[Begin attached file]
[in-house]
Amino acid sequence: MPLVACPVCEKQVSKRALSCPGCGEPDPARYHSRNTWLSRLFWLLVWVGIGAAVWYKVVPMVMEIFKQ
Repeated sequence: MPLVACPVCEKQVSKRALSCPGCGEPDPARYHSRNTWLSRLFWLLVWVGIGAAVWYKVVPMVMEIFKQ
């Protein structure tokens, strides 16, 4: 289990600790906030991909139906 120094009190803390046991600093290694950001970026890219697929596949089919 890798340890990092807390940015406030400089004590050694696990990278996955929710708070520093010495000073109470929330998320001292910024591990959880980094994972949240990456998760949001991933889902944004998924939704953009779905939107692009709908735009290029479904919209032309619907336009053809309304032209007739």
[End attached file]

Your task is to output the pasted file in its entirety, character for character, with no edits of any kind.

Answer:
[in-house]
Amino acid sequence: MPLVACPVCEKQVSKRALSCPGCGEPDPARYHSRNTWLSRLFWLLVWVGIGAAVWYKVVPMVMEIFKQ
Repeated sequence: MPLVACPVCEKQVSKRALSCPGCGEPDPARYHSRNTWLSRLFWLLVWVGIGAAVWYKVVPMVMEIFKQ
């Protein structure tokens, strides 16, 4: 289990600790906030991909139906 120094009190803390046991600093290694950001970026890219697929596949089919 890798340890990092807390940015406030400089004590050694696990990278996955929710708070520093010495000073109470929330998320001292910024591990959880980094994972949240990456998760949001991933889902944004998924939704953009779905939107692009709908735009290029479904919209032309619907336009053809309304032209007739």